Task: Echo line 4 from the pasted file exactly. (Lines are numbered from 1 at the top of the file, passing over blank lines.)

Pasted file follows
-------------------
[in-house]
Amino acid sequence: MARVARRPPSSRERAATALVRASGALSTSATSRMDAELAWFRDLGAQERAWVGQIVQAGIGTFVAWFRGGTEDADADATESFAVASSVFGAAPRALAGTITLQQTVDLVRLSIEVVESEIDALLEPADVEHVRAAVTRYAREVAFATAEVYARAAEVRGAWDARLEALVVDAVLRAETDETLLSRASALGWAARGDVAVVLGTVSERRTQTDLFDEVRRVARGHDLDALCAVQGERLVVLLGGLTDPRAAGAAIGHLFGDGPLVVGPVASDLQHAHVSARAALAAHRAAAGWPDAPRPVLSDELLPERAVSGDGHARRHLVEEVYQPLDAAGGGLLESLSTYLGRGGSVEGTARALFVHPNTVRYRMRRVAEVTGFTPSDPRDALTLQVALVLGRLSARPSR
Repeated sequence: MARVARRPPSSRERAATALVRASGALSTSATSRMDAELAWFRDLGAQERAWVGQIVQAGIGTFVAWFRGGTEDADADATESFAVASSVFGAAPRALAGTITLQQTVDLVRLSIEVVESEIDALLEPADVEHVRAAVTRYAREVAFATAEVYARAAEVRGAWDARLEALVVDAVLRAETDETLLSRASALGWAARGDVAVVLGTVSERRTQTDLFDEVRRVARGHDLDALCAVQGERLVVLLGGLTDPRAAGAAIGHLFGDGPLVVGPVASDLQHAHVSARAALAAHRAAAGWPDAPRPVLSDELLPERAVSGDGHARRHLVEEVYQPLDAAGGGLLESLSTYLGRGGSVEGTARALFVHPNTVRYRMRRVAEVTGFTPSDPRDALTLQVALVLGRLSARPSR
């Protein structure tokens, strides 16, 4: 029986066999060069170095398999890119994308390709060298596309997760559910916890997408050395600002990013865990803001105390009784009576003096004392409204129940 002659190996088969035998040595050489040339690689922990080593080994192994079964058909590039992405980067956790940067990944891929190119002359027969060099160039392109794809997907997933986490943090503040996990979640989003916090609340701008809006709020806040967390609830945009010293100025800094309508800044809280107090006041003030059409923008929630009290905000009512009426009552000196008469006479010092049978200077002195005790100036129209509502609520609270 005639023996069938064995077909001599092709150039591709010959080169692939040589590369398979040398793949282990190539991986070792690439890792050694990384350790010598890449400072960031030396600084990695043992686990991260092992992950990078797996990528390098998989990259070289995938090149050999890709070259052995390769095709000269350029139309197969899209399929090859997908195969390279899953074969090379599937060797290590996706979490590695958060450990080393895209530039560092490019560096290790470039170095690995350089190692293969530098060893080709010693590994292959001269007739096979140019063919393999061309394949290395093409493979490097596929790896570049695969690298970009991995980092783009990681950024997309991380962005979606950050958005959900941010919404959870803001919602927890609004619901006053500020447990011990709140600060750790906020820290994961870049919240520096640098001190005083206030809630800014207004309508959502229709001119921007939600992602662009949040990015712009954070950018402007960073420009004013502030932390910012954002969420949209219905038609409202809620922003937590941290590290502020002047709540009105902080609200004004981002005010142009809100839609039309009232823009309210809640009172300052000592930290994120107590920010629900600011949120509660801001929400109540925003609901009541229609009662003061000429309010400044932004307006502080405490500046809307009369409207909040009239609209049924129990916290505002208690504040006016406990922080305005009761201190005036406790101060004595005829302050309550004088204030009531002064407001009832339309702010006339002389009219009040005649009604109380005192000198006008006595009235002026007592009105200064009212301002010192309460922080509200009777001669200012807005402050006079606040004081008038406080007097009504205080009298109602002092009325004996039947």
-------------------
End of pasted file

């Protein structure tokens, strides 16, 4: 029986066999060069170095398999890119994308390709060298596309997760559910916890997408050395600002990013865990803001105390009784009576003096004392409204129940 002659190996088969035998040595050489040339690689922990080593080994192994079964058909590039992405980067956790940067990944891929190119002359027969060099160039392109794809997907997933986490943090503040996990979640989003916090609340701008809006709020806040967390609830945009010293100025800094309508800044809280107090006041003030059409923008929630009290905000009512009426009552000196008469006479010092049978200077002195005790100036129209509502609520609270 005639023996069938064995077909001599092709150039591709010959080169692939040589590369398979040398793949282990190539991986070792690439890792050694990384350790010598890449400072960031030396600084990695043992686990991260092992992950990078797996990528390098998989990259070289995938090149050999890709070259052995390769095709000269350029139309197969899209399929090859997908195969390279899953074969090379599937060797290590996706979490590695958060450990080393895209530039560092490019560096290790470039170095690995350089190692293969530098060893080709010693590994292959001269007739096979140019063919393999061309394949290395093409493979490097596929790896570049695969690298970009991995980092783009990681950024997309991380962005979606950050958005959900941010919404959870803001919602927890609004619901006053500020447990011990709140600060750790906020820290994961870049919240520096640098001190005083206030809630800014207004309508959502229709001119921007939600992602662009949040990015712009954070950018402007960073420009004013502030932390910012954002969420949209219905038609409202809620922003937590941290590290502020002047709540009105902080609200004004981002005010142009809100839609039309009232823009309210809640009172300052000592930290994120107590920010629900600011949120509660801001929400109540925003609901009541229609009662003061000429309010400044932004307006502080405490500046809307009369409207909040009239609209049924129990916290505002208690504040006016406990922080305005009761201190005036406790101060004595005829302050309550004088204030009531002064407001009832339309702010006339002389009219009040005649009604109380005192000198006008006595009235002026007592009105200064009212301002010192309460922080509200009777001669200012807005402050006079606040004081008038406080007097009504205080009298109602002092009325004996039947």